If such a homomorphism $\phi$ existed, then the first isomorphism theorem says that $|\ker \phi| = 2$. Since $\mathbb{Z_8} \times \mathbb{Z_2} \times \mathbb{Z_2}$ is abelian, then every subgroup is normal, so $\ker \phi$ must be one of the subgroups of $\mathbb{Z_8} \times \mathbb{Z_2} \times \mathbb{Z_2}$ of order 2. Denote these subgroups by $H_1, ... , H_k$. Now $(1,0,0) + H_i$ for any $1 \leq i \leq k$ has an element of order $8$, but 4 is the largest order for any element in $\mathbb{Z_4} \times \mathbb{Z_4}$. Thus no homomorphism exists.

Is this proof OK?

  • $\begingroup$ Does the trivial homomorphism counts? I mean: Let $G$ = $\mathbb{Z}_{8} \times \mathbb{Z}_{2} \times \mathbb{Z}_{2}$ and $H$ = $\mathbb{Z}_{4} \times \mathbb{Z}_{4}$. Let $f: G \longrightarrow H$ be a function such that: $\forall g \in G, f(g) = e$, for $e$ the neutral element in $H$. Isn't it an homomorphism? $\endgroup$ – Diego Robayo Nov 28 '14 at 1:58
  • $\begingroup$ @D.A.Robayo The question asks for onto homomorphism. That's why $ker\phi\cong\Bbb Z_2$. $\endgroup$ – Quang Hoang Nov 28 '14 at 2:25
  • $\begingroup$ Misread, sorry. $\endgroup$ – Diego Robayo Nov 28 '14 at 3:56
  • 1
    $\begingroup$ the problem with your argument is that ker $\phi$ may sits inside $\mathbb{Z}_8.$ for example, ker $\phi$ may be equal to $\{(0, 0, 0), (4, 0, 0) \}.$ in this case the corresponding quotient doesn't have any element of order $8$. use the hint given by user lhf. that should be sufficient. $\endgroup$ – Krish Nov 28 '14 at 4:41
  • $\begingroup$ @Krish but wouldn't $(1,0,0) + \{(0,0,0),(4,0,0)\} = \{(1,0,0),(5,0,0)\}$, and both those elements have order 8? $\endgroup$ – user196009 Nov 28 '14 at 6:12

Your argument is not entirely correct (as it doesn't cover all the cases), but it can be changed slightly to get the exact contradiction. Let $G := \mathbb{Z_8} \times \mathbb{Z_2} \times \mathbb{Z_2}, H :=$ ker$\phi$. As you have noted $| H | = 2.$ So it's a cyclic group generated by an element of order $2$. Now what are all the order $2$ elements of $G$? You can check that in each of the cases, you will get some contradiction. For example, if $H = \left <(4, 0,0) \right>,$ then $G/H \cong \mathbb{Z_4} \times \mathbb{Z_2} \times \mathbb{Z_2}$ (this was discussed in the answer of johng). If $H = \left <(0, 1,0) \right>,$ then $G/H \cong \mathbb{Z_8} \times \mathbb{Z}_2,$ and in this case we get a contradiction by the argument you gave. But you need to be careful for the cases like $H = \left< (4, 1, 1)\right>,$ or $H = \left<(4, 1, 0)\right>$ etc. to find the isomorphic classes of $G/H.$

Since I couldn't come up with a satisfactory explanation of the above arguments, I am giving a new proof (see EDIT). But I'm keeping the old one also so that someone else might give a better explanation.

${\bf EDIT:}$ Suppose $\phi : \mathbb{Z_8} \times \mathbb{Z_2} \times \mathbb{Z_2} \rightarrow \mathbb{Z_4} \times \mathbb{Z_4}$ be a surjective homomorphism and $H :=$ ker$\phi.$ Then $|H| = 2.$ Since there is no element of order $8$ in $\mathbb{Z_4} \times \mathbb{Z_4},$ every order $8$ element of $\mathbb{Z_8} \times \mathbb{Z_2} \times \mathbb{Z_2}$ must map to elements of order $1, 2$ or $4$. Let $a = (1, 0, 0) \in \mathbb{Z_8} \times \mathbb{Z_2} \times \mathbb{Z_2}.$ Then $|\phi (a)| = 1, 2, 4.$ If $|\phi (a)| = 1,$ then $a \in H \Rightarrow |H| \geq 8.$ If $|\phi (a)| = 2,$ then $\phi(2a) = 2\phi(a) = 0 \Rightarrow 2a \in H \Rightarrow \left<2a\right> \in H \Rightarrow|H| \geq 4.$ If $|\phi (a)| = 4,$ then $\phi (4a) = 4\phi(a) = 0 \Rightarrow$ $(4, 0, 0) \in H \Rightarrow H = \left<(4, 0, 0)\right> $ (since $H$ is generated by an element of order $2$) $\Rightarrow (\mathbb{Z_8} \times \mathbb{Z_2} \times \mathbb{Z_2})/H \cong \mathbb{Z_4} \times \mathbb{Z_2} \times \mathbb{Z_2} \ncong \mathbb{Z_4} \times \mathbb{Z_4}.$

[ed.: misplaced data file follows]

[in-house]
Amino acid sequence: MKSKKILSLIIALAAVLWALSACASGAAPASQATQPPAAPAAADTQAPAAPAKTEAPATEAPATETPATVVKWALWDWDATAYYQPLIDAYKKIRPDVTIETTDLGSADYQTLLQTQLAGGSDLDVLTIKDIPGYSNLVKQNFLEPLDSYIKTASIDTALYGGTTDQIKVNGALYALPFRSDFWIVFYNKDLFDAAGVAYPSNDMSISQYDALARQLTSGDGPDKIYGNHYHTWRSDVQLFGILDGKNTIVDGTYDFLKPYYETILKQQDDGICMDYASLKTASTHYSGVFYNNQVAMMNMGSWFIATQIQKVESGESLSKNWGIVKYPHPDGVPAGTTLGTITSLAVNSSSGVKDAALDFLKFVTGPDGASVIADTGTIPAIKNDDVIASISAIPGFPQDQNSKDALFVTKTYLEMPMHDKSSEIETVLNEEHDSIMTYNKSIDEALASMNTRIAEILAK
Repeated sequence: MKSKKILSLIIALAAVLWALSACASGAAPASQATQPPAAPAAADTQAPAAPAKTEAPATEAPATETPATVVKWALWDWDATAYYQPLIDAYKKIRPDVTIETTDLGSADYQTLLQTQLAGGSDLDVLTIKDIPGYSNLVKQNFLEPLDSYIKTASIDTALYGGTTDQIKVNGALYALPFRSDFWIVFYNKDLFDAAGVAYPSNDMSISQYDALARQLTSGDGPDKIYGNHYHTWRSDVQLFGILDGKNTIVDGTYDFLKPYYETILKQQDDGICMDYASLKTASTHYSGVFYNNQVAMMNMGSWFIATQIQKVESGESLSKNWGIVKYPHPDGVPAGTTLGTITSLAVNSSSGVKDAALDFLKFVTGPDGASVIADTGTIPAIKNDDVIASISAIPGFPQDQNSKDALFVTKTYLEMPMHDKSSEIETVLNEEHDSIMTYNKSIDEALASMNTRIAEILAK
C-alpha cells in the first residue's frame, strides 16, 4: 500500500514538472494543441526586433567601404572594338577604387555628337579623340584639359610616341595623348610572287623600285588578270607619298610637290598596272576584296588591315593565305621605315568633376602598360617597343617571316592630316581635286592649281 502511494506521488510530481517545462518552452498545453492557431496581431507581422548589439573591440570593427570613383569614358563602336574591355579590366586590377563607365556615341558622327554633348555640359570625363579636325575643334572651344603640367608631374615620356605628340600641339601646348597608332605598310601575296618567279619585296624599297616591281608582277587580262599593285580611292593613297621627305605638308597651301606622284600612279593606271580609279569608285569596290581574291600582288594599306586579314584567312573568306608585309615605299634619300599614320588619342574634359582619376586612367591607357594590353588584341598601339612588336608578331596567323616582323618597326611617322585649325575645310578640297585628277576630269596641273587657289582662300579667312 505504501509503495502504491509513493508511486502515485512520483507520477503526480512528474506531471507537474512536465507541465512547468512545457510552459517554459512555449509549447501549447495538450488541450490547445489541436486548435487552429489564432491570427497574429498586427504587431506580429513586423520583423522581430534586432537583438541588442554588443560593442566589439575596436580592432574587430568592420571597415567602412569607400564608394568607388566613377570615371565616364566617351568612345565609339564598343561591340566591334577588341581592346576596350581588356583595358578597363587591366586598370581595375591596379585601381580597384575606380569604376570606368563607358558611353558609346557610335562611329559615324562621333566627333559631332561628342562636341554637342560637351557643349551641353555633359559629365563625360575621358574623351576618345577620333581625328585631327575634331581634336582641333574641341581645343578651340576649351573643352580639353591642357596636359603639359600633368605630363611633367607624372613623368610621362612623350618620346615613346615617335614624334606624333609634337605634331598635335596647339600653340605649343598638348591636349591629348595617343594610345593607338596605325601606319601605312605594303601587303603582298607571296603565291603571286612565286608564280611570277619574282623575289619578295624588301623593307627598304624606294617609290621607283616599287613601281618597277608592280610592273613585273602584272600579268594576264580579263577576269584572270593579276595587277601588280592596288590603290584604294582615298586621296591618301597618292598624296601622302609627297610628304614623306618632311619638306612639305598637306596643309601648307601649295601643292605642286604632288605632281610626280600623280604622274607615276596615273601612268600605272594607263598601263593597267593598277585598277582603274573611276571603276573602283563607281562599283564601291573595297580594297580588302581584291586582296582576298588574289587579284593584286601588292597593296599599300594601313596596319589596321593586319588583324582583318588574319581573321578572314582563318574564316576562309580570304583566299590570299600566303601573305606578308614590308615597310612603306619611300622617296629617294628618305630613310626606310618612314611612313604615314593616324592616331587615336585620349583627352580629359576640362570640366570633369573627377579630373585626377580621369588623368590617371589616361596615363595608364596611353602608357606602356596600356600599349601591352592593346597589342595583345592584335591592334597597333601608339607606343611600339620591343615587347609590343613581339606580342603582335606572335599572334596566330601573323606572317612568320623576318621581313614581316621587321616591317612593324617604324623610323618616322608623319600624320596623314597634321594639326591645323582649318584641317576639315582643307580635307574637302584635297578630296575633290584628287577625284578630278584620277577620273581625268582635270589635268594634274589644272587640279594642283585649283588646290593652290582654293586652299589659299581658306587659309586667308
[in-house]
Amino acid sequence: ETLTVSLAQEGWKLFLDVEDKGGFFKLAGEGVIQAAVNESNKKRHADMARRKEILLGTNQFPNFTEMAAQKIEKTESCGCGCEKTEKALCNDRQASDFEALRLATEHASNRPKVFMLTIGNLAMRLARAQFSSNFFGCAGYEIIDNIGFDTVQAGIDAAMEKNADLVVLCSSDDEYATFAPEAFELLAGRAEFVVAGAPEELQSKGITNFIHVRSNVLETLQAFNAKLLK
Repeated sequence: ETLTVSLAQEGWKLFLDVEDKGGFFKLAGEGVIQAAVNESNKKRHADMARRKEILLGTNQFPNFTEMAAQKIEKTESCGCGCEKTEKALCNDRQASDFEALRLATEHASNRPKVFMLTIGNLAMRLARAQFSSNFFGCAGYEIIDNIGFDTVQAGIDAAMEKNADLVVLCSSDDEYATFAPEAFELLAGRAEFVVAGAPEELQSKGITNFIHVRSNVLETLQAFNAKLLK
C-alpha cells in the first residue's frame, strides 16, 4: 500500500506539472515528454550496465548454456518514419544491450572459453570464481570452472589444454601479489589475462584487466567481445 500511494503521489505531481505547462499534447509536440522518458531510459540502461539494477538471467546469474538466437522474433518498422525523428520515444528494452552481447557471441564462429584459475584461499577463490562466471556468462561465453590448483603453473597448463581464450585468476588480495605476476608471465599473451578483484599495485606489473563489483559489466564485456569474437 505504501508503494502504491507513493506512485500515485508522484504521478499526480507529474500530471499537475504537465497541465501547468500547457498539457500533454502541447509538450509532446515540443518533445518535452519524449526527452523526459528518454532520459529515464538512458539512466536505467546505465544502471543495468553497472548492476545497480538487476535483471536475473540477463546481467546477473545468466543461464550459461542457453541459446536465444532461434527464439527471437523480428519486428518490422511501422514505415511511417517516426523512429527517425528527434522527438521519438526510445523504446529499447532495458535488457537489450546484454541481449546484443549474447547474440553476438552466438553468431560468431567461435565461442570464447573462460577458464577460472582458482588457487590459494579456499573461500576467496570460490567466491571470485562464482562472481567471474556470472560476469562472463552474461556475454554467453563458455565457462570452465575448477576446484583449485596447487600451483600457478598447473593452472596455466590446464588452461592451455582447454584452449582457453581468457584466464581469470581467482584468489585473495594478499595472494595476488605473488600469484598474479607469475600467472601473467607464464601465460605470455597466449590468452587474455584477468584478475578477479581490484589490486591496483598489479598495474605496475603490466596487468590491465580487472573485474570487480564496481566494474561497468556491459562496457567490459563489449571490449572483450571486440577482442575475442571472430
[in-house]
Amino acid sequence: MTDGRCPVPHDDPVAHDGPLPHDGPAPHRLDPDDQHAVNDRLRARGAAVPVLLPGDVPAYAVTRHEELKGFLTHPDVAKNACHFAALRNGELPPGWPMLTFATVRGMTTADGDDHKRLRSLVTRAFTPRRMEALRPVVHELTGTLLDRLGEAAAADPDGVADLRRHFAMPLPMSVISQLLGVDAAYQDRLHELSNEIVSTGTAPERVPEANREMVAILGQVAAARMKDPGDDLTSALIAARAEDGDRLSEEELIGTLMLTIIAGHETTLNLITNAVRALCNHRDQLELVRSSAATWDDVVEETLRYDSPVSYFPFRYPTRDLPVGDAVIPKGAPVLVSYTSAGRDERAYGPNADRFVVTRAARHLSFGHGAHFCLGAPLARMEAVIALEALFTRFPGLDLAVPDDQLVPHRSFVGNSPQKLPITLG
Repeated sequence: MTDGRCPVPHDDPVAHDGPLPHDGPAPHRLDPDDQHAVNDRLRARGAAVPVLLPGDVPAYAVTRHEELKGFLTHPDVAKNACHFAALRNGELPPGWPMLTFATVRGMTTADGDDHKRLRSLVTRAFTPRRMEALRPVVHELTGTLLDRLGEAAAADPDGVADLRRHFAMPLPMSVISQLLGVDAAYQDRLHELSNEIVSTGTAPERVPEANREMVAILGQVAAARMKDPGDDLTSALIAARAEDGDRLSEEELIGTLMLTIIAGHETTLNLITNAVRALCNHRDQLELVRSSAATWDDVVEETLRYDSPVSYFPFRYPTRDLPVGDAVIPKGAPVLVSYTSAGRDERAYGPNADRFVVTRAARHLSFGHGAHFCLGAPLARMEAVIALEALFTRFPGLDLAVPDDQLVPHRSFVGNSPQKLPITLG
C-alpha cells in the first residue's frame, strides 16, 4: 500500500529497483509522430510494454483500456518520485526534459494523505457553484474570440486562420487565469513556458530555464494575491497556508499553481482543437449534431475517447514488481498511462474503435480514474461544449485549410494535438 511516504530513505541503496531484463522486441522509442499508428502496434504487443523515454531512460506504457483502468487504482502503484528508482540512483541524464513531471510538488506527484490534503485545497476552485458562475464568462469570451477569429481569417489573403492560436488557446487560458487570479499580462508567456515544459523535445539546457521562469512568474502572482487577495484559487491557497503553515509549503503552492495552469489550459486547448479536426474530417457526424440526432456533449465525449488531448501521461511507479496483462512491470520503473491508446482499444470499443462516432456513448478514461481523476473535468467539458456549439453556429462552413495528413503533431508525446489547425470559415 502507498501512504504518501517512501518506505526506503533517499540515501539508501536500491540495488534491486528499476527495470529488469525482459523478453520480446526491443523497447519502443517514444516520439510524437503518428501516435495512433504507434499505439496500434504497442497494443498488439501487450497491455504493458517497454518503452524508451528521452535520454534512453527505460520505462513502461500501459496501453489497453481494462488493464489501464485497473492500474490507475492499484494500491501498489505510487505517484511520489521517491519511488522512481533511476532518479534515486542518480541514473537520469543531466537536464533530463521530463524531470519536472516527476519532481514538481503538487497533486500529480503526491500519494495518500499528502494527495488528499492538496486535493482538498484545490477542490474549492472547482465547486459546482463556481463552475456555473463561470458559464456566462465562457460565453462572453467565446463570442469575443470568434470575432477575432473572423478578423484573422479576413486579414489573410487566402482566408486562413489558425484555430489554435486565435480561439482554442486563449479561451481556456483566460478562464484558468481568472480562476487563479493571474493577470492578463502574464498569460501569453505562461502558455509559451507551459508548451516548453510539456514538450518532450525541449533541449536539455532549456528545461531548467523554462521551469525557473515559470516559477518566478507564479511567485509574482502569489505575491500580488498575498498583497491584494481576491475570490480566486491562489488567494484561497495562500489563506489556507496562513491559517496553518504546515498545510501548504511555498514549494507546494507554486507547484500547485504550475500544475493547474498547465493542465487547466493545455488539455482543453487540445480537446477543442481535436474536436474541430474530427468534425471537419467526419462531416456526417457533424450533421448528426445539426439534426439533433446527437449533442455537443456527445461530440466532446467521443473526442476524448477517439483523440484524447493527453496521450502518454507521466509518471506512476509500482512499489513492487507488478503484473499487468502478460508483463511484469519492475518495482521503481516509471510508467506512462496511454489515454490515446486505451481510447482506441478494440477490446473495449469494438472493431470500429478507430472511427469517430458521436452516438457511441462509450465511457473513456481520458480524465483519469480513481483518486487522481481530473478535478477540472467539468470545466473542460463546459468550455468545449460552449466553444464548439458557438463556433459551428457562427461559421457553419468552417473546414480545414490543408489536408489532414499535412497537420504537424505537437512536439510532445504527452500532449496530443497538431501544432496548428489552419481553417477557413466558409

• $\begingroup$ I'm not sure why $G/H \cong \mathbb{Z}_4 \times \mathbb{Z}_2$. Shouldn't $G/H$ have order 16? $\endgroup$ – user196009 Nov 28 '14 at 7:46
  • $\begingroup$ I'm also confused on the isomorphisms. Why does $\mathbb{Z}_8 /<4> \cong \mathbb{Z}_4$ imply that $G/H \cong \mathbb{Z}_4 \times \mathbb{Z}_2 \times \mathbb{Z}_2$? $\endgroup$ – user196009 Nov 28 '14 at 8:05
  • $\begingroup$ @user196009: yeah, I wrote wrongly. I'll edit my answer. also see that for the case $H = \left<(4, 0, 0) \right>,$ $G/H \cong (\mathbb{Z}_8 /<4>) \times \mathbb{Z}_2 \times \mathbb{Z}_2.$ $\endgroup$ – Krish Nov 28 '14 at 8:24
  • $\begingroup$ @user196009: I gave a new argument. I hope it will be helpful. $\endgroup$ – Krish Nov 28 '14 at 8:50
  • $\begingroup$ In regards to the original argument, wouldn't $(1,0,0) + <(4,1,1)>$ have order 8, so the original idea still works? Wouldn't this be true for every subgroup except $<(4,0,0)>$? Also I'm not sure I quite understand, sorry. Why can we say that $G/H \cong (\mathbb{Z}_8/<4>) \times \mathbb{Z}_2 \times \mathbb{Z}_2$? Is it because for any $g = (x,y,z) \in G$ when we add it to $H$, only the first component will change? $\endgroup$ – user196009 Nov 28 '14 at 8:55

You're on the right track. If there is such a homomorphism, the kernel H has order 2. Now (1,0,0)+H has order at most 4. (Max order of elements in the image). So (4,0,0) is in H. But (4,0,0) has order 2, so H=<(4,0,0)>. Thus for $G=Z_8\times Z_2\times Z_2$, G/H is isomorphic to $Z_4\times Z_2\times Z_2$ which is not isomorphic to the image.


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